We Are All Parisians

20 11 2015

 By Timothy D. Naegele[1][2]

On Friday the 13th day of November, 2015, the city of Paris was hit by multiple, deadly terrorist attacks. Like September 11, 2001 in New York City—or “9/11″[3]—the attacks and those who died will live on in the world’s consciousness.  They were tragic, horrific events similar those that have occurred in other cities and countries during recent years.

Pearl Harbor on the island of Oahu, in what is now the State of Hawaii, was struck on the morning of December 7, 1941, which led to the United States’ entry into World War II—”a date which will live in infamy,” in the words of Franklin D. Roosevelt.[4]

For non-New Yorkers, the city was cold and overwhelming for most Americans before 9/11.  Even for those who could afford it, and traveled there for business, it was still uninviting.  After 9/11, most Americans embraced it and the heroic rescuers who went to the twin towers of the World Trade Center, trying to save lives.  Many of them perished.

“Windows on the World” restaurant, at the top of the North Tower, had spectacular views of the city; and one’s ears popped riding the elevator to its 107th floor.[5]  It is gone now, but New York City remains the financial capital of the world.  Similarly, the lovely city of Paris will survive and flourish even more after the attacks, for it has taken its place in the hearts of people around the world.

There are thousands of stories to be told by the survivors and other witnesses, and by those who came to their aid.  Perhaps they are best exemplified in the interview conducted by CNN’s Anderson Cooper with Isobel Bowdery and Amaury Baudoin, which is short and should be watched in its entirety:

In a wonderful and loving sense, all of us became Parisians, just like all of us became New Yorkers.

Also, it must never be forgotten that Islam has approximately 1.8 billion followers, only a pittance of whom are terrorists.  It would be wrong to discriminate against the majority, or ostracize them.  They have suffered too, for the acts of the radicals.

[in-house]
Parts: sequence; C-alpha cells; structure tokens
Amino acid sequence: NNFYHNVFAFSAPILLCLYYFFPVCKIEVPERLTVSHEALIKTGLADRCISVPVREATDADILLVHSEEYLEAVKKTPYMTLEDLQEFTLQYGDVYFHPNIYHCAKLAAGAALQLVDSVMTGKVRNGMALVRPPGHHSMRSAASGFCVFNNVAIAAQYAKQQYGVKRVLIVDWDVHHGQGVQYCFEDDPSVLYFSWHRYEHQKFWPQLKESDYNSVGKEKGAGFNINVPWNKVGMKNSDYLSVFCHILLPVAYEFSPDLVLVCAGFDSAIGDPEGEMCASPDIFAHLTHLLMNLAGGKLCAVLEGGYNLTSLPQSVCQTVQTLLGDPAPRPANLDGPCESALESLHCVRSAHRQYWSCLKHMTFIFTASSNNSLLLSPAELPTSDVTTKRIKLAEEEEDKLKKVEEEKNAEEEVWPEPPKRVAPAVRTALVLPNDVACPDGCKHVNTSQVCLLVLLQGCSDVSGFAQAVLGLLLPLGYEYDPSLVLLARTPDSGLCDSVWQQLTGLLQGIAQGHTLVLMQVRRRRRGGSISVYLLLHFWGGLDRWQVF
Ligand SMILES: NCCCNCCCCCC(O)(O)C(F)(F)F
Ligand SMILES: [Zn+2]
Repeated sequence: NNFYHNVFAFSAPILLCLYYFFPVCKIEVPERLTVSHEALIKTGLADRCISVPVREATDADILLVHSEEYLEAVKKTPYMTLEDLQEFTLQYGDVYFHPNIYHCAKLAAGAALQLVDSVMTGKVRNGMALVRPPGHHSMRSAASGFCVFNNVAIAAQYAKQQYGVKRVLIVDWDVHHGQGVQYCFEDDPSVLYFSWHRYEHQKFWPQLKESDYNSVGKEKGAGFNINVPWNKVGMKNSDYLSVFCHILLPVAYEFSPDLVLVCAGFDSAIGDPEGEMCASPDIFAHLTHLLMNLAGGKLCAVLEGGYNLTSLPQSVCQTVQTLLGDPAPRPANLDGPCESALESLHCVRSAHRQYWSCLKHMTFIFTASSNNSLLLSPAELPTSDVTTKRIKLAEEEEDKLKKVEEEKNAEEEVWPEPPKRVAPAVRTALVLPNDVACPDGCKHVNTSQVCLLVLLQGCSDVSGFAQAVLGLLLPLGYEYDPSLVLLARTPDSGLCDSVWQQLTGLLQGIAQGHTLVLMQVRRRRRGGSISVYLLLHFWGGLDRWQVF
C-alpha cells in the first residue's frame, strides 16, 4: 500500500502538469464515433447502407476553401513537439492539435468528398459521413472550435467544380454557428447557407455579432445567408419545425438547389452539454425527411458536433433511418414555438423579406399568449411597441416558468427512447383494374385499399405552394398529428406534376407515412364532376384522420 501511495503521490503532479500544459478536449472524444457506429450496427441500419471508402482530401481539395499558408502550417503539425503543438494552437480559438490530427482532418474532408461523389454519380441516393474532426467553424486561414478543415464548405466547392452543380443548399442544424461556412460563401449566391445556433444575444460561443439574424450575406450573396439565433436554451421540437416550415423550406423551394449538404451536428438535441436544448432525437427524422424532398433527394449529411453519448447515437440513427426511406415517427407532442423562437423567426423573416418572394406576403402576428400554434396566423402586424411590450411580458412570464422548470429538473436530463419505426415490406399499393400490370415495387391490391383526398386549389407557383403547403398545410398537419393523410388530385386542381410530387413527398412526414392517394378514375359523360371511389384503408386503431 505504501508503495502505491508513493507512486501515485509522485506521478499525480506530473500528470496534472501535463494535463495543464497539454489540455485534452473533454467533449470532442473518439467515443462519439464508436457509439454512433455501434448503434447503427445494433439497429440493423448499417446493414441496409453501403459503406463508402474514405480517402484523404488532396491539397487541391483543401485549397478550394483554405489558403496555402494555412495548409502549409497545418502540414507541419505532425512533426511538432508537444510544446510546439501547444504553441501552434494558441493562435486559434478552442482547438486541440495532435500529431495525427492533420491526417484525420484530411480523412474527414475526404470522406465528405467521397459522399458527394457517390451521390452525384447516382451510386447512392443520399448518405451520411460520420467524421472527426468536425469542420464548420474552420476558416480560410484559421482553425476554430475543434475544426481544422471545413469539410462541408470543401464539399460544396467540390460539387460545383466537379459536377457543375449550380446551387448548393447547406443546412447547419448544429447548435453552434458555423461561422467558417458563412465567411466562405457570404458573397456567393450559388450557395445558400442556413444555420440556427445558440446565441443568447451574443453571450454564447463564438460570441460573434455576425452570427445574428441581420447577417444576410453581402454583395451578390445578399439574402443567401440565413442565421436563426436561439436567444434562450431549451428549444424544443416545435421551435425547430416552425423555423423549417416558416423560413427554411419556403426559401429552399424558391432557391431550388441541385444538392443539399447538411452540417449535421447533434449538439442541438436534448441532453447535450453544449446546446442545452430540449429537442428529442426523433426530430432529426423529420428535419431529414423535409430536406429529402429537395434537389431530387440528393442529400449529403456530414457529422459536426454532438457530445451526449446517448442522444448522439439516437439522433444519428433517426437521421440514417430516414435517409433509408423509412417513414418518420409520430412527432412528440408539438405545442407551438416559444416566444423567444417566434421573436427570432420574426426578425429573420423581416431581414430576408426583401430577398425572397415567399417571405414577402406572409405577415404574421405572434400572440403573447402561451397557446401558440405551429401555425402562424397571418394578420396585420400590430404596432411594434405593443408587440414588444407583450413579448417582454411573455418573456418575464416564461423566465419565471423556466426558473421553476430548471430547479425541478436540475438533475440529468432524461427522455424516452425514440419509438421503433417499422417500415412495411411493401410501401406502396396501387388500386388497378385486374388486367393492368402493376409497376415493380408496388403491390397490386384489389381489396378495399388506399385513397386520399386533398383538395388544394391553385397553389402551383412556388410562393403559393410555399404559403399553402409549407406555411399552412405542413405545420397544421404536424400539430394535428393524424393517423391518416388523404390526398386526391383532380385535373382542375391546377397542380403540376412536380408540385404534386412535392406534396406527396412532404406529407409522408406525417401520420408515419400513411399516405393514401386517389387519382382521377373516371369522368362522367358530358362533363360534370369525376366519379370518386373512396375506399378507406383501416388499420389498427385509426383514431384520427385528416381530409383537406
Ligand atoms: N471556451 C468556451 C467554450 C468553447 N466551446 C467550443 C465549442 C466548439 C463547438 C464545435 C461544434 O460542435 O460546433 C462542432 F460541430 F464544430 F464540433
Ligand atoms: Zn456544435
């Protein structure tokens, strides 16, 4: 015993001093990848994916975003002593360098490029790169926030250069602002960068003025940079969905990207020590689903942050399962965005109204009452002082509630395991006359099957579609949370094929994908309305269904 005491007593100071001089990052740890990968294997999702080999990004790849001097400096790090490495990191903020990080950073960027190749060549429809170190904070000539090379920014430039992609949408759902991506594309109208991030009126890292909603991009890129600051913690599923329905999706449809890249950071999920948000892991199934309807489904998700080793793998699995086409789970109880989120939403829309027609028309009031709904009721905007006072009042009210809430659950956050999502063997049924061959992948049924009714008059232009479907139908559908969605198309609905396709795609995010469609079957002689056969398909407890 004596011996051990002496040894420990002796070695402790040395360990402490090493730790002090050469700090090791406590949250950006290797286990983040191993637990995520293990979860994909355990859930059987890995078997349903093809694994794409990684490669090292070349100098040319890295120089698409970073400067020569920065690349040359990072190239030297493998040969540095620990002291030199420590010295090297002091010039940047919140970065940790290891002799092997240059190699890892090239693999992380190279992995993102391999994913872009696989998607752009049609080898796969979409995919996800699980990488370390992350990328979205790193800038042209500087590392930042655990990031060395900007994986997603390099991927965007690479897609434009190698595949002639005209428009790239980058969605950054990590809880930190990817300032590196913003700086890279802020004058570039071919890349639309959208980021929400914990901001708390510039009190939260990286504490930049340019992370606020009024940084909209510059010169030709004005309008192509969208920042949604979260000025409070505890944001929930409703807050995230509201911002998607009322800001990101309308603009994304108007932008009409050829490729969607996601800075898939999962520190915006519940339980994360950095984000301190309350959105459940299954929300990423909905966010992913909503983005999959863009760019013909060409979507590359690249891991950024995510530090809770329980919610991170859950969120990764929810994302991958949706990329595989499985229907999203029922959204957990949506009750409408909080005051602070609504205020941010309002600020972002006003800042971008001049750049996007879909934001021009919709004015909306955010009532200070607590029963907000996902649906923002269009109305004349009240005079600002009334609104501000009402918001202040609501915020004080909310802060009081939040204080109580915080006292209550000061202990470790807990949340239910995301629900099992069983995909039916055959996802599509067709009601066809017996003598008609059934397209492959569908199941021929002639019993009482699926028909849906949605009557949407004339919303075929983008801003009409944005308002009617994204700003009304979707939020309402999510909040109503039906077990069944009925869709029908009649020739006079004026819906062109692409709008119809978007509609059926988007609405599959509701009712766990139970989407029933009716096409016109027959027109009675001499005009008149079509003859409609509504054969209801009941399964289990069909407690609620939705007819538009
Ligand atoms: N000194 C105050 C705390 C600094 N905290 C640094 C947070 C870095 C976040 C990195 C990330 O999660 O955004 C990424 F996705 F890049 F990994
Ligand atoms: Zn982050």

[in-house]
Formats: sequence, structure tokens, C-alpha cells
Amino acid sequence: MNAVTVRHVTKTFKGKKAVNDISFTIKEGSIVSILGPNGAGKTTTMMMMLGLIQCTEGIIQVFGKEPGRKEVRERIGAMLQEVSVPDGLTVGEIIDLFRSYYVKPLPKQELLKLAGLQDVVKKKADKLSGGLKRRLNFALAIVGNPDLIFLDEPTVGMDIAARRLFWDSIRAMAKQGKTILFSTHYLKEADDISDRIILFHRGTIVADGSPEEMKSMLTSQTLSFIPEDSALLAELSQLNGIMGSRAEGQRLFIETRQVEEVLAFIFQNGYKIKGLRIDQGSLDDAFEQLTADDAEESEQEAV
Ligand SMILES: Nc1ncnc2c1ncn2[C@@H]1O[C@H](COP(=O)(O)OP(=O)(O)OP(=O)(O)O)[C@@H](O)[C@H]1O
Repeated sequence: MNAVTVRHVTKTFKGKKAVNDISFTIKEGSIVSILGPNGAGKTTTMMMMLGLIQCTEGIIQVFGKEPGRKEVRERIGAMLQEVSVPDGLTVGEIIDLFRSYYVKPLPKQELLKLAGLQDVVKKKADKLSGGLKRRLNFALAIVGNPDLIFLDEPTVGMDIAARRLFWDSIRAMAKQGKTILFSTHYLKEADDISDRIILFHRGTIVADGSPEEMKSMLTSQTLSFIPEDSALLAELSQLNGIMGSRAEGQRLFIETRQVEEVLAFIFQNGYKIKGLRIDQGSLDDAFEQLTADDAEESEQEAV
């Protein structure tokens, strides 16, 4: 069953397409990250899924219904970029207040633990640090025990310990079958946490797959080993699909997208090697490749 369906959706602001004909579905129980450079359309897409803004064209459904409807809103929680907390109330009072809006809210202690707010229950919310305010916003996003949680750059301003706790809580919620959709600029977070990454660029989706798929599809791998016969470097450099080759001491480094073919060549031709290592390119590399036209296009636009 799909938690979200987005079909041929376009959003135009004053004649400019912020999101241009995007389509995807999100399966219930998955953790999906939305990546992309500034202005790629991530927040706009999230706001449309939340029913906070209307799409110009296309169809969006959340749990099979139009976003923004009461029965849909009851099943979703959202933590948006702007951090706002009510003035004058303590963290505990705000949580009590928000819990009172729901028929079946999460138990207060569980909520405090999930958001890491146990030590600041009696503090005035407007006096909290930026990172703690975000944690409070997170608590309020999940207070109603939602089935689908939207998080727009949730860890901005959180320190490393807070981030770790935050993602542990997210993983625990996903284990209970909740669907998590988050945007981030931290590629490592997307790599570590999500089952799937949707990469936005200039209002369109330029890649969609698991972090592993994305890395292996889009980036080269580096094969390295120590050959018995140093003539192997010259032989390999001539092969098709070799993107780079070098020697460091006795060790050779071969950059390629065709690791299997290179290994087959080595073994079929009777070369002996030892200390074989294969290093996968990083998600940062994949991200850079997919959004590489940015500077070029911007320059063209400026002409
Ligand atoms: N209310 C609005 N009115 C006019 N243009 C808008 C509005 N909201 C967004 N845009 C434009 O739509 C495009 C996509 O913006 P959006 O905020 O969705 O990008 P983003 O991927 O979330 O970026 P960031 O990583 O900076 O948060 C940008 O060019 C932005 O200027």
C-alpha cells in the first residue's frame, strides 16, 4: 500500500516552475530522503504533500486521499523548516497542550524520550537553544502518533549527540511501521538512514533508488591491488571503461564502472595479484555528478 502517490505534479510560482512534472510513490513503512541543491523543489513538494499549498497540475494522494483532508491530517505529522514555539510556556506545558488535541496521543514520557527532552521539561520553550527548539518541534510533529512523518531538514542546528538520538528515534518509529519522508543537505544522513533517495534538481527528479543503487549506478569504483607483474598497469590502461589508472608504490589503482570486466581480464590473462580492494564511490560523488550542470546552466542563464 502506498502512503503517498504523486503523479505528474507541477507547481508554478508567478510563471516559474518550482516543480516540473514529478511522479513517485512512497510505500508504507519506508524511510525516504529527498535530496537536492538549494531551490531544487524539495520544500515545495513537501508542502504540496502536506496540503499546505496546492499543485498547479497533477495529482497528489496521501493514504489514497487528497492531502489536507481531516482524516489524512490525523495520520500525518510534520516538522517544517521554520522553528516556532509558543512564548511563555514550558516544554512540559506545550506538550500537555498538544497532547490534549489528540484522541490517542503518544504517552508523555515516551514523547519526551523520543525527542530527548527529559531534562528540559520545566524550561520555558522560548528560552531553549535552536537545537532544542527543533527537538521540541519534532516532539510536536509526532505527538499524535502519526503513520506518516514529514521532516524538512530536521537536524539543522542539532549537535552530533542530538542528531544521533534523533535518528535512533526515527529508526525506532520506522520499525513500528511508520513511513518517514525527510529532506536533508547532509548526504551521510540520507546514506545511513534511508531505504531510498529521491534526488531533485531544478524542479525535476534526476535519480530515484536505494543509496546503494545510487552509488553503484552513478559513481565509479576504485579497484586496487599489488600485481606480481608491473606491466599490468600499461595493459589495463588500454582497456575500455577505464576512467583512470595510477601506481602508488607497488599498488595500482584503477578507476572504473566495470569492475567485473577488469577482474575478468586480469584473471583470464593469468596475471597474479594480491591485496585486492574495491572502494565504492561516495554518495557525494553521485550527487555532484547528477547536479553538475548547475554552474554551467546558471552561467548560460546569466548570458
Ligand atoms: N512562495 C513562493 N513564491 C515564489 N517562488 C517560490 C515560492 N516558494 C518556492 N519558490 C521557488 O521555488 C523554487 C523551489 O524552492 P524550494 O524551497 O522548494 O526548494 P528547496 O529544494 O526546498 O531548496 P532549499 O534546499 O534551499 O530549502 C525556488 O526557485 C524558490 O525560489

Please remember the words of Love, and the emotions expressed by both Isobel Bowdery and Amaury Baudoin . . .

© 2015, Timothy D. Naegele

 

French flag with black ribbon

 

_______________________________________________

[1] Timothy D. Naegele was counsel to the United States Senate’s Committee on Banking, Housing, and Urban Affairs, and chief of staff to Presidential Medal of Freedom and Congressional Gold Medal recipient and former U.S. Senator Edward W. Brooke (R-Mass). He and his firm, Timothy D. Naegele & Associates, specialize in Banking and Financial Institutions Law, Internet Law, Litigation and other matters (see www.naegele.com and http://www.naegele.com/documents/TimothyD.NaegeleResume.pdf). He has an undergraduate degree in economics from UCLA, as well as two law degrees from the School of Law (Boalt Hall), University of California, Berkeley, and from Georgetown University. He served as a Captain in the U.S. Army, assigned to the Defense Intelligence Agency at the Pentagon, where he received the Joint Service Commendation Medal. Mr. Naegele is an Independent politically; and he is listed in Who’s Who in America, Who’s Who in American Law, and Who’s Who in Finance and Business. He has written extensively over the years (see, e.g., www.naegele.com/whats_new.html#articles), and can be contacted directly at tdnaegele.associates@gmail.com; see also Google search: Timothy D. Naegele

[2] Note: This article is an expansion of earlier comments at this blog.  See https://naegeleblog.wordpress.com/2015/07/01/global-chaos-and-helter-skelter/#comment-7819 (“A Friday The 13th Paris Survivor’s Tale”)

[3]  See https://en.wikipedia.org/wiki/September_11_attacks (“September 11 attacks”)

[4]  See, e.g.https://en.wikipedia.org/wiki/Attack_on_Pearl_Harbor (“Attack on Pearl Harbor”)

[5]  See https://en.wikipedia.org/wiki/Windows_on_the_World (“Windows on the World”)


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5 responses

21 11 2015
smilinjacksez